The Z Refurbishment Project was completed in September 2007. Prior to the shutdown of the Z facility in July 2006 to install the new hardware, it provided currents of {le} 20 MA to produce energetic, intense X-ray sources ({approx} 1.6 MJ, > 200 TW) for performing high energy density science experiments and to produce high magnetic fields and pressures for performing dynamic material property experiments. The refurbishment project doubled the stored energy within the existing tank structure and replaced older components with modern, conventional technology and systems that were designed to drive both short-pulse Z-pinch implosions and long-pulse dynamic material property experiments. The project goals were to increase the delivered current for additional performance capability, improve overall precision and pulse shape flexibility for better reproducibility and data quality, and provide the capacity to perform more shots. Experiments over the past year have been devoted to bringing the facility up to full operating capabilities and implementing a refurbished suite of diagnostics. In addition, we have enhanced our X-ray backlighting diagnostics through the addition of a two-frame capability to the Z-Beamlet system and the addition of a high power laser (Z-Petawatt). In this paper, we will summarize the changes made to the Z facility, highlight the new capabilities, and discuss the results of some of the early experiments.

  1. Field refurbishment of recoverable sounding rocket payloads.

    NASA Technical Reports Server (NTRS)

    Needleman, H. C.; Tackett, C. D.

    1973-01-01

    Sounding rocket payload field refurbishment has been shown to be an effective means for obtaining additional scientific data with substantial time and monetary savings. In a recent campaign three successful missions were flown using two payloads. Field refurbished hardware from two previously flown and recovered payloads were field integrated to form a third payload. Although this operational method may result in compromises in the refurbished system, it allows for quick turn around when the mission requires it. This paper describes the recent success of this approach with the Dudley Observatory Nike-Apache micrometeorite collection experiments launched from Kiruna, Sweden, in October 1972.

  2. The Oak Ridge Isochronous Cyclotron Refurbishment Project

    SciTech Connect

    Mendez, II, Anthony J; Ball, James B; Dowling, Darryl T; Mosko, Sigmund W; Tatum, B Alan

    2011-01-01

    The Oak Ridge Isochronous Cyclotron (ORIC) has been in operation for nearly fifty years at the Oak Ridge National Laboratory (ORNL). Presently, it serves as the driver accelerator for the ORNL Holifield Radioactive Ion Beam Facility (HRIBF), where radioactive ion beams are produced using the Isotope Separation Online (ISOL) technique for post-acceleration by the 25URC tandem electrostatic accelerator. Operability and reliability of ORIC are critical issues for the success of HRIBF and have presented increasingly difficult operational challenges for the facility in recent years. In February 2010, a trim coil failure rendered ORIC inoperable for several months. This presented HRIBF with the opportunity to undertake various repairs and maintenance upgrades aimed at restoring the full functionality of ORIC and improving the reliability to a level better than what had been typical over the previous decade. In this paper, we present details of these efforts, including the replacement of the entire trim coil set and measurements of their radial field profile. Comparison of measurements and operating tune parameters with setup code predictions will also be presented.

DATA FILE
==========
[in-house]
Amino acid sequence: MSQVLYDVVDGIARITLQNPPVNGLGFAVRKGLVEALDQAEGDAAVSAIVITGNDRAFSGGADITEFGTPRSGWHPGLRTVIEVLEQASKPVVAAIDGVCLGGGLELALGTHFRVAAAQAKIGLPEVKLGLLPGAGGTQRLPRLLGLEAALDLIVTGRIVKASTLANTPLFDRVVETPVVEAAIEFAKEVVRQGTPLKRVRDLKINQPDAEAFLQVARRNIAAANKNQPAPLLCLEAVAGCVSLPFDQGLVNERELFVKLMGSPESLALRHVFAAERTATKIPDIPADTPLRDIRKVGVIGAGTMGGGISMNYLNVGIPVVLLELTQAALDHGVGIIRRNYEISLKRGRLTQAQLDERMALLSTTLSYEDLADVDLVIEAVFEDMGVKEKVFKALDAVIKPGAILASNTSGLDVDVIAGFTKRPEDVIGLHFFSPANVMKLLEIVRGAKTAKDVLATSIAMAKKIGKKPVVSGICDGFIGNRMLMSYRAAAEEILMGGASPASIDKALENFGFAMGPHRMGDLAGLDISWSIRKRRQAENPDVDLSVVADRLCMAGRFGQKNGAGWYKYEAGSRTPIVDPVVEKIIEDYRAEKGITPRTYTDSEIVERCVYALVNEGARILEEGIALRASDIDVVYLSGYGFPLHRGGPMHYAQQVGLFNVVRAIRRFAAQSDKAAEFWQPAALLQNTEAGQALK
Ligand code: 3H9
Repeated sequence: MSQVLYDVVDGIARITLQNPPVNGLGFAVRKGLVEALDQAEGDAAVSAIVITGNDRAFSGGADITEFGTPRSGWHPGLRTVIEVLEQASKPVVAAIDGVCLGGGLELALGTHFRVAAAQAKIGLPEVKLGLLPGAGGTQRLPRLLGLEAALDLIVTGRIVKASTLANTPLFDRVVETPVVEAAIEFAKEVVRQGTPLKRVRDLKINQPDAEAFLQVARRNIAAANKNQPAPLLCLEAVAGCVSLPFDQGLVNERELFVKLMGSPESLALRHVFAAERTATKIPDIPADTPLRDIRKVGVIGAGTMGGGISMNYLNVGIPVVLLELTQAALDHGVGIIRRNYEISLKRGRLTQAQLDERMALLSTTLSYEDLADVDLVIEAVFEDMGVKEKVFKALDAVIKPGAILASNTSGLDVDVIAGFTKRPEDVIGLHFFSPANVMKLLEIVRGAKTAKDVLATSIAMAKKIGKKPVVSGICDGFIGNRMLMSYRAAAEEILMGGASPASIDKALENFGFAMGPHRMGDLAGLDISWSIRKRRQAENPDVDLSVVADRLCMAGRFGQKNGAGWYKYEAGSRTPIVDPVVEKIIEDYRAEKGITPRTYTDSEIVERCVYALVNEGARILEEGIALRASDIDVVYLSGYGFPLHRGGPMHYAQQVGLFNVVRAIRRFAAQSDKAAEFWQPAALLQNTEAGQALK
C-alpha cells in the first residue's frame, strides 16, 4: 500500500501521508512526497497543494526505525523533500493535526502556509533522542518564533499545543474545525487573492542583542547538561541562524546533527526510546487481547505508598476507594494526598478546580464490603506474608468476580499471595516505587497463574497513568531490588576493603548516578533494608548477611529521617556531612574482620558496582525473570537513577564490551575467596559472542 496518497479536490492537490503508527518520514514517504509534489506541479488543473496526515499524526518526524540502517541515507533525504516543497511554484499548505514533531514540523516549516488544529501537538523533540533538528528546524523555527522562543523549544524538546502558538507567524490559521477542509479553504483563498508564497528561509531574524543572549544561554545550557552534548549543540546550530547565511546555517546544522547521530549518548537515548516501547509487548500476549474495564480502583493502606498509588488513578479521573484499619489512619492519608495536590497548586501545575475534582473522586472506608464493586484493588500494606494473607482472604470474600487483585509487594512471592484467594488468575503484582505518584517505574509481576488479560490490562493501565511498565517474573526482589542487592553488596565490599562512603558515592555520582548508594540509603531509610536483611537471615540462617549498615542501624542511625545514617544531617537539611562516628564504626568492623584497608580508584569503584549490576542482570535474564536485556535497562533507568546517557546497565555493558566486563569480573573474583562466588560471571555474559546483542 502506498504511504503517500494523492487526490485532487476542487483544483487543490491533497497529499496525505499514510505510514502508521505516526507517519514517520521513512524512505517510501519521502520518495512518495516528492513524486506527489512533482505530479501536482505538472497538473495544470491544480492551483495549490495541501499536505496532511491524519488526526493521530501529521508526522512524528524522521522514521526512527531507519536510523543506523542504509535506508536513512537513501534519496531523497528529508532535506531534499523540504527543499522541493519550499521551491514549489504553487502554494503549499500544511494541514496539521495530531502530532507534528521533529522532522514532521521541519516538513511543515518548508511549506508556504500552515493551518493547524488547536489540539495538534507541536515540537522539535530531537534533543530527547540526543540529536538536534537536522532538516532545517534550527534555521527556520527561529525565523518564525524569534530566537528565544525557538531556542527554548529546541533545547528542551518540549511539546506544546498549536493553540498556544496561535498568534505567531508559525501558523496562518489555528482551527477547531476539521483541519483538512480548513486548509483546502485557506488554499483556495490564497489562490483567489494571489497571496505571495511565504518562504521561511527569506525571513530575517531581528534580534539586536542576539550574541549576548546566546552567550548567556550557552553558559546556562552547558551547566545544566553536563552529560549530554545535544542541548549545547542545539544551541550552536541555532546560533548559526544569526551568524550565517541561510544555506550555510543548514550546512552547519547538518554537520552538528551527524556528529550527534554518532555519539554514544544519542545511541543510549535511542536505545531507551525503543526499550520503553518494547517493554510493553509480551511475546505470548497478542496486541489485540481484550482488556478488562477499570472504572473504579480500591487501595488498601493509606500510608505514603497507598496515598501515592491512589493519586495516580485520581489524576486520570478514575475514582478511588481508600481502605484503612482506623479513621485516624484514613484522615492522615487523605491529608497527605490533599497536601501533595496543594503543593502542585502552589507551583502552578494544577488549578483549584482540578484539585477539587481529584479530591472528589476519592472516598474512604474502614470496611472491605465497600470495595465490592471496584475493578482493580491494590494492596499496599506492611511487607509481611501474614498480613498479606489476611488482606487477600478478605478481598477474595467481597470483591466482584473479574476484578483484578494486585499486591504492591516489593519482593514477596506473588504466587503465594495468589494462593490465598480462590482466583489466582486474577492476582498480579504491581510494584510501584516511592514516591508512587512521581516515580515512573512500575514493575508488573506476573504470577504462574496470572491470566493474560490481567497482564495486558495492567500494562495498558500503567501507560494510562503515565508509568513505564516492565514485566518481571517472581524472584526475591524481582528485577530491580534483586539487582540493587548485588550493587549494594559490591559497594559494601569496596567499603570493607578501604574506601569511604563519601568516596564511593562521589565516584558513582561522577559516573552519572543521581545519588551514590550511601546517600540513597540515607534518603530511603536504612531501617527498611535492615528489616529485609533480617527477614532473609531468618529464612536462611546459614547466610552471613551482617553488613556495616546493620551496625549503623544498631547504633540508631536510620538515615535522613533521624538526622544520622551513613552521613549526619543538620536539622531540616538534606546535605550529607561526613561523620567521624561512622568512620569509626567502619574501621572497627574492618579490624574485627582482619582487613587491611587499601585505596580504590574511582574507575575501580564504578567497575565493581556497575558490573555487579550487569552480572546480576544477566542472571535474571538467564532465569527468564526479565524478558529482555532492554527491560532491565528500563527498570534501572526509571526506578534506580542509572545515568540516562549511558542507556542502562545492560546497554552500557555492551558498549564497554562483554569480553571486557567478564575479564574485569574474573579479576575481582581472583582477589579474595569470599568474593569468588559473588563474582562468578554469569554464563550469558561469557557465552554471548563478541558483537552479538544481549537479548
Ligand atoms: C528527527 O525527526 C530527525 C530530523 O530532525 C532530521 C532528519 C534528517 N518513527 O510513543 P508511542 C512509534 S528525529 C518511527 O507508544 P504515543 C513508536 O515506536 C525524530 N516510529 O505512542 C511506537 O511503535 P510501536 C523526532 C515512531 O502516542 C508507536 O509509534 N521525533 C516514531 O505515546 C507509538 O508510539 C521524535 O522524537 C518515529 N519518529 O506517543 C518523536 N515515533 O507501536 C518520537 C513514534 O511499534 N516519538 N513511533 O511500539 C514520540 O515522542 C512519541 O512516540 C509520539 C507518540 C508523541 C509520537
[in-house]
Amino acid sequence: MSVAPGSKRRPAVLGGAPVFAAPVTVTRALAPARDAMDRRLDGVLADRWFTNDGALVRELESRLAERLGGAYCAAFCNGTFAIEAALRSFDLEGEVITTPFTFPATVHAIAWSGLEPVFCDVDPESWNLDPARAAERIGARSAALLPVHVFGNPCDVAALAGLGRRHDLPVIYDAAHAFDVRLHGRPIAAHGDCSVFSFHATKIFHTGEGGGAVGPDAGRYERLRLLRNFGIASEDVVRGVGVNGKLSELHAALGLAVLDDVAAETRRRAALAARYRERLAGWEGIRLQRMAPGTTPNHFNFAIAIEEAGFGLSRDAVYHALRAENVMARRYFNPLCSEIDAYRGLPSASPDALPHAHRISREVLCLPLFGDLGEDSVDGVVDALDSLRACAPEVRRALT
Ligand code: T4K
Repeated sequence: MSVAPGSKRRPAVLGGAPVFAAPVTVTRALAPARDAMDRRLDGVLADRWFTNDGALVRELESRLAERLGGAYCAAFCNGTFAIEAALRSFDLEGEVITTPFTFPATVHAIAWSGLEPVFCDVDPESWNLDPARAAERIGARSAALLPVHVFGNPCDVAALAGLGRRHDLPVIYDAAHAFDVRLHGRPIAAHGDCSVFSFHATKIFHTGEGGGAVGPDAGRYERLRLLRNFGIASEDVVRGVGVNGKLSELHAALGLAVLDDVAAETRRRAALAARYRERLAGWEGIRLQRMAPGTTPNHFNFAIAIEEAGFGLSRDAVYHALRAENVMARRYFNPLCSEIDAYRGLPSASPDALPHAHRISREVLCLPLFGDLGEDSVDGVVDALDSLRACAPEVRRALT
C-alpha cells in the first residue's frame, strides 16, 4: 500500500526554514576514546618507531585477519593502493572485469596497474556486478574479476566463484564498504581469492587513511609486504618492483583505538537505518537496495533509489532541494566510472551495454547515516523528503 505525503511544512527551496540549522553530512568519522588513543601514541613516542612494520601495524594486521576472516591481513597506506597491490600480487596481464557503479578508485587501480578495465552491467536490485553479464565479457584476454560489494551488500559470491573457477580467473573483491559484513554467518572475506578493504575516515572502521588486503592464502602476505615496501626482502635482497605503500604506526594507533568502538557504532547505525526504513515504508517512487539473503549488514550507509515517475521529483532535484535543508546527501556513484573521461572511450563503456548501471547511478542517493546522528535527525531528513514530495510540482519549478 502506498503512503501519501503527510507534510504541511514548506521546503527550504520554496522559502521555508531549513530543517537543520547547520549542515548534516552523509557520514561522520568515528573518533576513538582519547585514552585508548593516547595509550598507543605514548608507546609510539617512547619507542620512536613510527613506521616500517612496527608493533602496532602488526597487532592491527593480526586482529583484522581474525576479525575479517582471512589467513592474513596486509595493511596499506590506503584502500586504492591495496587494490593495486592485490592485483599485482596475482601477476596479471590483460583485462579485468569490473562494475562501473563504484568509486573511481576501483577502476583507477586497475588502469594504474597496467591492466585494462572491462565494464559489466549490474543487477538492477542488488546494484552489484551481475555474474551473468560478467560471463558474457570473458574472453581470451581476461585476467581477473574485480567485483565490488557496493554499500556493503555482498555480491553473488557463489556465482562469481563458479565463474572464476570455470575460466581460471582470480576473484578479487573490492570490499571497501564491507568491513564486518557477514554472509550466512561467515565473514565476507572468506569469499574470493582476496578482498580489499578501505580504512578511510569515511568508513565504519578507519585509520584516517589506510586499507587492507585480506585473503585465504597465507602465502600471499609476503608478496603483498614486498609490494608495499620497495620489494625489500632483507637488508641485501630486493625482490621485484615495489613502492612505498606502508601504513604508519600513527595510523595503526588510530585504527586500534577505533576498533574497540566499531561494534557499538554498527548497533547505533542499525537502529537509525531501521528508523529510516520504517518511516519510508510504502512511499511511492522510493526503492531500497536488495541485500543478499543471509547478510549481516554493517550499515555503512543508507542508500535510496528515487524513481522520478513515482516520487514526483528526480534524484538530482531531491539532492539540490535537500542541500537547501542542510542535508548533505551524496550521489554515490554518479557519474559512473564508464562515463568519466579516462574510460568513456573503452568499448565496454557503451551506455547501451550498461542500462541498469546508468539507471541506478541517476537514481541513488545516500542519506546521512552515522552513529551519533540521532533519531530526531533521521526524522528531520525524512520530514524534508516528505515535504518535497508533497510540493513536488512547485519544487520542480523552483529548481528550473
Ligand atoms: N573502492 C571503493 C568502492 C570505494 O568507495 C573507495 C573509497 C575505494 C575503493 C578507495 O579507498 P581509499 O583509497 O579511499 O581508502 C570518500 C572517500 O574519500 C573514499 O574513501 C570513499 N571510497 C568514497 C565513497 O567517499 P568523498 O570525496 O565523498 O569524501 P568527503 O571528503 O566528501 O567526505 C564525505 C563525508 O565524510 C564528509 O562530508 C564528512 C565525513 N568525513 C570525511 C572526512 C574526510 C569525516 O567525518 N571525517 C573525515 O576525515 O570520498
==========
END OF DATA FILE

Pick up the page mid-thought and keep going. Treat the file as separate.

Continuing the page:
3. Refurbishment program of HANARO control computer system

    SciTech Connect

    Kim, H. K.; Choe, Y. S.; Lee, M. W.; Doo, S. K.; Jung, H. S.

    2012-07-01

    HANARO, an open-tank-in-pool type research reactor with 30 MW thermal power, achieved its first criticality in 1995. The programmable controller system MLC (Multi Loop Controller) manufactured by MOORE has been used to control and regulate HANARO since 1995. We made a plan to replace the control computer because the system supplier no longer provided technical support and thus no spare parts were available. Aged and obsolete equipment and the shortage of spare parts supply could have caused great problems. The first consideration for a replacement of the control computer dates back to 2007. The supplier did not produce the components of MLC so that this system would no longer be guaranteed. We established the upgrade and refurbishment program in 2009 so as to keep HANARO up to date in terms of safety. We designed the new control computer system that would replace MLC. The new computer system is HCCS (HANARO Control Computer System). The refurbishing activity is in progress and will finish in 2013. The goal of the refurbishment program is a functional replacement of the reactor control system in consideration of suitable interfaces, compliance with no special outage for installation and commissioning, and no change of the well-proved operation philosophy. HCCS is a DCS (Discrete Control System) using PLC manufactured by RTP. To enhance the reliability, we adapt a triple processor system, double I/O system and hot swapping function. This paper describes the refurbishment program of the HANARO control system including the design requirements of HCCS. (authors)